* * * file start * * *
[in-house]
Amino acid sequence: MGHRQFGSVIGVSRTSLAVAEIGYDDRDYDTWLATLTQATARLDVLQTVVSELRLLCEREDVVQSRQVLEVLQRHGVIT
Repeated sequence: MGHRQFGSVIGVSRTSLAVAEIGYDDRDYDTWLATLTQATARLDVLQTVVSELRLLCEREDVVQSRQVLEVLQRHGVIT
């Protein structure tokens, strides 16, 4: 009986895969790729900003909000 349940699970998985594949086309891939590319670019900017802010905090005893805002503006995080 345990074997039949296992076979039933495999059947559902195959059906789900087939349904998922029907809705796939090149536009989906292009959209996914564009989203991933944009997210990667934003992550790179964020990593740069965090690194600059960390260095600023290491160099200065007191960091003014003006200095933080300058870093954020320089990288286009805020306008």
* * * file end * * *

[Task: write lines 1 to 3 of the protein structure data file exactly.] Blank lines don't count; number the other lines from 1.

[in-house]
Amino acid sequence: MGHRQFGSVIGVSRTSLAVAEIGYDDRDYDTWLATLTQATARLDVLQTVVSELRLLCEREDVVQSRQVLEVLQRHGVIT
Repeated sequence: MGHRQFGSVIGVSRTSLAVAEIGYDDRDYDTWLATLTQATARLDVLQTVVSELRLLCEREDVVQSRQVLEVLQRHGVIT